Chemotherapy is the use of anti-cancer
(cytotoxic) drugs to destroy cancer cells. It can be just one drug or several
drugs, taken from a choice of about 50 different drugs available.
Chemotherapy may be used alone
to treat cancer or together with surgery and/or radiotherapy.
Chemotherapy And Anemia
Anemia is a side effect experienced
by more than 60% of patients undergoing chemotherapy. The condition, a
low level of red blood cells, is characterized by feelings of weakness,
fatigue, dizziness, irritability, shortness of breath, and chills.
Why does it happen? Because chemotherapy
drugs can reduce the bone marrow's ability to make red blood cells. Red
blood cells carry oxygen to all parts of the body, providing the energy
needed for normal activities.
2. Chemotherapy not only destroys
red blood cells, it suppresses the bone marrow's ability to produce new
ones, causing anemia.
3. The hemoglobin in red blood
cells carries and releases oxygen throughout the body. Oxygen acts
like fuel for the body, providing
energy for muscles and organs to work.
4. Energy levels can plummet
due to lack of oxygen rich red blood cells.
When anticancer drugs keep blood
cells from getting the oxygen they need, the cells are unable to do their
job, and patients are more likely to feel the debilitating effects of fatigue.
To support normal movement in
anemic patients, the heart tries to make up for the shortage of oxygen
in the blood. It works harder to move the red blood cells more quickly
and deliver oxygen faster. This increased workload can put an additional
burden on the heart. Thus, you are most likely to feel the effects of anemia
during any kind of physical activity.
Your doctor will check your blood often during treatment. If your red count falls below normal levels, you may need a medication, PROCRIT® (Epoetin alfa), that works to increase
the number of red blood cells in your body. Therapy with PROCRIT can prevent
the need for a blood transfusion.
Have You Noticed A Change?
...in your energy level?
...in the things you are able
...in your strength during day
to day tasks?
If you're noticing that you have
less energy during everyday activities since you began chemotherapy, and
if you feel more tired than usual, you might have anemia. Here are the
general symptoms of anemia:
The most common is fatigue -
or lack of energy
Loss Of Sex Drive
Inability To Concentrate
Shortness Of Breath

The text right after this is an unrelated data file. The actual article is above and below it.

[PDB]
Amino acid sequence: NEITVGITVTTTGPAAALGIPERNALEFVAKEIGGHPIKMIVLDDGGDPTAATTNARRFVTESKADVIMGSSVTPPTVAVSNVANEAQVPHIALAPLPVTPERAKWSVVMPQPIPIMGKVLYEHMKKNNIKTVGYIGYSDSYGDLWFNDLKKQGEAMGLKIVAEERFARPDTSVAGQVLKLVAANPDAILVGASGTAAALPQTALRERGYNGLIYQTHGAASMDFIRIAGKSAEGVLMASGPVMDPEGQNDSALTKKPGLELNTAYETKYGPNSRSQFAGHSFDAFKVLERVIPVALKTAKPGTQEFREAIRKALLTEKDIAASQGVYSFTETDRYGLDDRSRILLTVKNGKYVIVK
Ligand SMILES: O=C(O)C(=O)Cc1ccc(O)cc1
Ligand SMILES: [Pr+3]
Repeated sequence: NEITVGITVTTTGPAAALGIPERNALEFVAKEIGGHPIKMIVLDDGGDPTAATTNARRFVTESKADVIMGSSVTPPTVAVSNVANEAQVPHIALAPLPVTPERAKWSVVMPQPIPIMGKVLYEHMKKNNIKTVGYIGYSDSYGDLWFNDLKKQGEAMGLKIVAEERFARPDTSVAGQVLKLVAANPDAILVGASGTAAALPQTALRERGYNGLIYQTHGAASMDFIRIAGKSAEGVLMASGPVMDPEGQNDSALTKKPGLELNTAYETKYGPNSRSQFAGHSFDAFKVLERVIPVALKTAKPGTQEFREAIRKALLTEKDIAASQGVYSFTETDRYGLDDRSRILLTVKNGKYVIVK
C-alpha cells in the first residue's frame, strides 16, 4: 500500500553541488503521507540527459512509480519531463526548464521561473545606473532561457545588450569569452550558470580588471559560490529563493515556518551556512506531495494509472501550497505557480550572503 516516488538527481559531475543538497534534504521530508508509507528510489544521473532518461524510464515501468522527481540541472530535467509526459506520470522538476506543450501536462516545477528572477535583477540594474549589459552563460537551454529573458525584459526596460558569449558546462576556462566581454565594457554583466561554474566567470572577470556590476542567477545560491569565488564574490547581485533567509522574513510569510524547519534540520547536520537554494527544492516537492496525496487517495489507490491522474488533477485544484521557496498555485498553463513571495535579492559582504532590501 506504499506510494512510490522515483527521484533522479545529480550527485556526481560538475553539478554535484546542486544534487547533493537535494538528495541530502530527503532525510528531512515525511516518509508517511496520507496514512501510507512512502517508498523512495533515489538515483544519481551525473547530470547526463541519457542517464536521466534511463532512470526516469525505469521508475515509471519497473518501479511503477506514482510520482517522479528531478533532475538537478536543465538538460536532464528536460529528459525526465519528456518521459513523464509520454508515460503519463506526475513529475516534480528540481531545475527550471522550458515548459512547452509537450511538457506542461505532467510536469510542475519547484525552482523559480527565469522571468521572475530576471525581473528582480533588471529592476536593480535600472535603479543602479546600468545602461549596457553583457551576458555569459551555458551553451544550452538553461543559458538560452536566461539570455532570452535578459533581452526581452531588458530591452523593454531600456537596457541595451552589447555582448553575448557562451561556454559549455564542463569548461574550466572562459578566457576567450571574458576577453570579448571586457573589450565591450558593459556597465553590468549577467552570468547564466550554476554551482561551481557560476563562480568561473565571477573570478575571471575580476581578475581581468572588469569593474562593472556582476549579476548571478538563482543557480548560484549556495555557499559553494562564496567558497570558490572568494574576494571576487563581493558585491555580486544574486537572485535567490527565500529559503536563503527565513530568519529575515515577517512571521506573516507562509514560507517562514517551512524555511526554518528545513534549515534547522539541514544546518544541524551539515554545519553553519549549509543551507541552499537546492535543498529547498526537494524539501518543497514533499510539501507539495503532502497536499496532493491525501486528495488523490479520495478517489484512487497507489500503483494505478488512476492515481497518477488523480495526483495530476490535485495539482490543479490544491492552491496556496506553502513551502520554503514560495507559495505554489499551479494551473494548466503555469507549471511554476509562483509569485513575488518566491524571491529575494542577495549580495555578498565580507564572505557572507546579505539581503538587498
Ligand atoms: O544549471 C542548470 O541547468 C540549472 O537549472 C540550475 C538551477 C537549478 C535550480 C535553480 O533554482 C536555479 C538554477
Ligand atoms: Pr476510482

What Is Anemia?
Anemia is the result of a lower
than normal level of red blood cells (RBCs). This can be caused by such
events as blood loss
(as in surgery), or by certain diseases, such as cancer
Because the hemoglobin in RBCs carries the oxygen vital to all
of your body, a decrease means your body works harder to get
through your body, which can place a strain on your heart.
The extra demands
placed on your body can cause excessive
tiredness, or fatigue.
The symptoms of anemia can become
so severe, that some people
can become bedridden. They can't work or even
perform basic daily activities, like food shopping or taking the dog for
If you're experiencing any of
these symptoms, you may have anemia without even knowing it. Take the Anemia
Self Assessment and discuss the results with your doctor.
How Does Chemotherapy Work?
According to the National Cancer
Institute, normal cells grow and die in a controlled way through a process
called apoptosis. Cancer cells keep dividing and forming more cells without
a control mechanism. Anticancer drugs destroy cancer cells by stopping
them from growing or multiplying at one or more points in their growth
cycle. Chemotherapy may consist of one or several cytotoxic drugs, depending
on the type of cancer being treated.
In addition to chemotherapy,
other methods are sometimes used to treat cancer. For example, your doctor
may recommend that you have surgery to remove a tumor or to relieve certain
symptoms that may be caused by your cancer. You also may receive radiation
therapy to treat your cancer orits symptoms. Sometimes your doctor may
suggest a combination of chemotherapy, surgery, and/or radiation therapy.
The goal of chemotherapy is to
shrink primary tumors, slow the tumor growth, and to kill cancer cells
that may have spread (metastasized) to other parts of the body from the
original tumor. Chemotherapy kills both cancer and healthy cells. The goal
is to minimize damage to normal cells and to enhance the cytotoxic effect
to cancer cells.
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